Mike Hammer (Meeker) finds a dazed and confused, half dressed and beaten up young woman hitchhiking. He doesn't get very far before his car is run off the road, and while he struggles to remain conscious, the girl is taken from the car and murdered. Hammer tells the police nothing, setting about finding those responsible.
There is arguably no more disturbing, disorientating title sequence in cinema than the opening of Robert Aldrichís Kiss Me Deadly: as the credits scroll backwards, a semi-naked woman sobs hysterically in the car of a man she has just pulled over in the dead of night, as a melancholy song plays on the radio.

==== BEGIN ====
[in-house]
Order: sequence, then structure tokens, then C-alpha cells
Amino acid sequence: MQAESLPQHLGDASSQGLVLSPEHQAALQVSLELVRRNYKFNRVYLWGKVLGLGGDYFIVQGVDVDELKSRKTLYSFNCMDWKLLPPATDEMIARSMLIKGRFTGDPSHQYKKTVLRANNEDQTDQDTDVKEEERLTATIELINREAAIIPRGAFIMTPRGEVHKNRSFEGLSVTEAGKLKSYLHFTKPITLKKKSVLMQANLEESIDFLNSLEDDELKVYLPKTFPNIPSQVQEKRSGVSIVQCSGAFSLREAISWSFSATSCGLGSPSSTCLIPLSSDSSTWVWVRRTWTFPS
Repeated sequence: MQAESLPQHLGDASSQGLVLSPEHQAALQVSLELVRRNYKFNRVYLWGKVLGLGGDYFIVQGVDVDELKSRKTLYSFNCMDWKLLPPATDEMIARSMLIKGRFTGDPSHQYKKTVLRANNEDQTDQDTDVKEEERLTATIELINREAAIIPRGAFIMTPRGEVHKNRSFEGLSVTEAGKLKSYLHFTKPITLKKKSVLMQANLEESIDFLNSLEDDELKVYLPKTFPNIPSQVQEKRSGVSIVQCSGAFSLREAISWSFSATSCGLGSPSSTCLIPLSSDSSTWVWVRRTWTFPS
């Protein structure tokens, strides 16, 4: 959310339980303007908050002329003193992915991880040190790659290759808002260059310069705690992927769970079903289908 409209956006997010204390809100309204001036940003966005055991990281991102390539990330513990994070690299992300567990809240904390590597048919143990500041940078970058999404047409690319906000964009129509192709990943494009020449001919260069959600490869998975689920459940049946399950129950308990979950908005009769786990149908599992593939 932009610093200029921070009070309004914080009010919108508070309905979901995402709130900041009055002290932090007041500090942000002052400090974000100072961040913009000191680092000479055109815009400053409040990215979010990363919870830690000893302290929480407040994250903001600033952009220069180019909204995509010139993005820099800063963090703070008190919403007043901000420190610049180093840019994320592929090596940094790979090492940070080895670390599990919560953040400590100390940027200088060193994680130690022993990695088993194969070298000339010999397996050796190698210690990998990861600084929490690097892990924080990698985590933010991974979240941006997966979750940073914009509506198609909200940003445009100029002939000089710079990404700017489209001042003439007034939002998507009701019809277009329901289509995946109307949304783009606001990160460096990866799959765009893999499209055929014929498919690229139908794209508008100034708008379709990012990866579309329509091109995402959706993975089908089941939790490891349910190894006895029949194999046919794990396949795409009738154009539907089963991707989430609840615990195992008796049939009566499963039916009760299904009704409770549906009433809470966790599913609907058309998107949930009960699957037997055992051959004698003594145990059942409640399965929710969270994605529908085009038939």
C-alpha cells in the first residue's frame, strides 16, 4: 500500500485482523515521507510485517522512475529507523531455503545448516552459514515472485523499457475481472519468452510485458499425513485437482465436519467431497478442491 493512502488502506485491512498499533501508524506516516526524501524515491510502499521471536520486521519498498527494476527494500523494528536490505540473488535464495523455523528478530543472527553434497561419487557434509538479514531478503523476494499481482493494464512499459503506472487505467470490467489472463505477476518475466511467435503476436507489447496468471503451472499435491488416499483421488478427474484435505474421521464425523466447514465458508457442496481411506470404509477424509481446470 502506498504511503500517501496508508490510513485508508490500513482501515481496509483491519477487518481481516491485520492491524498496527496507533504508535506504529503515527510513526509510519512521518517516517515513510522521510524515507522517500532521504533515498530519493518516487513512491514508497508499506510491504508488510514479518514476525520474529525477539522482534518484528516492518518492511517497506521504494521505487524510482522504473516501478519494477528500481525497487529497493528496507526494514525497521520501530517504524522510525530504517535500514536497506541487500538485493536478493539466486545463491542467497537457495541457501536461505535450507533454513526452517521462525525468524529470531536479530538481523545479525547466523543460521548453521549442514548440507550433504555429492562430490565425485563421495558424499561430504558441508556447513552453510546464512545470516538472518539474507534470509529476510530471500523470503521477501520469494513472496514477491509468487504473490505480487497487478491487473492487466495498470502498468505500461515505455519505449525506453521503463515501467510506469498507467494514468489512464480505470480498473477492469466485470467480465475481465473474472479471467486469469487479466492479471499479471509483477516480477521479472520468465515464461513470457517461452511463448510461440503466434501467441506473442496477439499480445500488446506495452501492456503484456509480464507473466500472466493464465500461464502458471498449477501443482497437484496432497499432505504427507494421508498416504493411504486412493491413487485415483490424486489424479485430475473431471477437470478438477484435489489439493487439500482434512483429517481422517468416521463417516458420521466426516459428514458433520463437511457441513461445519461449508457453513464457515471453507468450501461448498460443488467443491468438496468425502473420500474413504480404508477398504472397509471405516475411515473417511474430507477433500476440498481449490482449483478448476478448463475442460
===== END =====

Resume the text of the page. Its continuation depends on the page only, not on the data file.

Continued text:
This is a world of brutal pulp fiction - dames, low-life gangsters and, in Mickey Spillane's Mike Hammer, the most dislikeable private eye in fiction - made nightmarish by Cold War paranoia.
Noir taken to its most nihilistic extreme, with an atomic menace that guarantees a memorably explosive climax.